NewEnergyNews: TODAY’S STUDY: The War Over Solar

NewEnergyNews

Gleanings from the web and the world, condensed for convenience, illustrated for enlightenment, arranged for impact...

To little sister, who has grown up to be such a powerful woman: The song is as true as ever. Have a great day!

The challenge now: To make every day Earth Day.

YESTERDAY

  • SPECIAL FEATURE: The Women’s March, Los Angeles – Something Happened Here
  • THE DAY BEFORE

  • Weekend Video: Al Gore’s “Inconvenient Sequel”
  • Weekend Video: Al Gore Talks About His “Inconvenient Sequel”
  • Weekend Video: 2016 Was Third Record Heat Year In A Row
  • THE DAY BEFORE THE DAY BEFORE

  • FRIDAY WORLD HEADLINE-The Best Movies About Climate Change
  • FRIDAY WORLD HEADLINE-Saudis Move Ahead On $30Bil New Energy Buy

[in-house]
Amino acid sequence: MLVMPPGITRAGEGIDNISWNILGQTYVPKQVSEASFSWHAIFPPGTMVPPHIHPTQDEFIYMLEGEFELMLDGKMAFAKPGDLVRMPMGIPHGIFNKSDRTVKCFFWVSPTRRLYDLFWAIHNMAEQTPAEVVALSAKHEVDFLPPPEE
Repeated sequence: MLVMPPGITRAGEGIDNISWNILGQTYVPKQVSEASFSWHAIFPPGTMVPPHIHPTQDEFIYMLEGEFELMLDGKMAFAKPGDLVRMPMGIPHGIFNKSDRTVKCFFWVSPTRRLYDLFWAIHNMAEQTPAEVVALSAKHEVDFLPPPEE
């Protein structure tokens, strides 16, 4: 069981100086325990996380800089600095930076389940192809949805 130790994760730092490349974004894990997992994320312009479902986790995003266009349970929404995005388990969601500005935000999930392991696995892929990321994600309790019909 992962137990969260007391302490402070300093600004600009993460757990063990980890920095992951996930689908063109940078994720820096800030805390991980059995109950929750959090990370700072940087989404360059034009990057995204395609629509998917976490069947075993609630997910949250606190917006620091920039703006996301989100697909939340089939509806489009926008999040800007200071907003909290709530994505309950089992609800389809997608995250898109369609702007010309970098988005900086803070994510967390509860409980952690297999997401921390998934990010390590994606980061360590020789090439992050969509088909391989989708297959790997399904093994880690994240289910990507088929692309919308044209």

• FRIDAY WORLD HEADLINE-China Wind Awaits China Demand
  • FRIDAY WORLD HEADLINE-India Solar Rising
  • THE DAY BEFORE THAT

    THINGS-TO-THINK-ABOUT THURSDAY, January 19:

  • TTTA Thursday-The Heat Stayed On In 2016
  • TTTA Thursday-Three Ways Solar Will Grow
  • TTTA Thursday-North Carolina Ocean Wind Bidding To Open
  • TTTA Thursday-Plugs Could Change The Future of Cars Completely
  • AND THE DAY BEFORE THAT

  • ORIGINAL REPORTING: 4 Drivers Of Solar Growth Everybody Needs To Know
  • ORIGINAL REPORTING: The Maryland RPS And The National Divide On Clean Energy
  • ORIGINAL REPORTING: Why California Wants Western Electricity Delivery Organized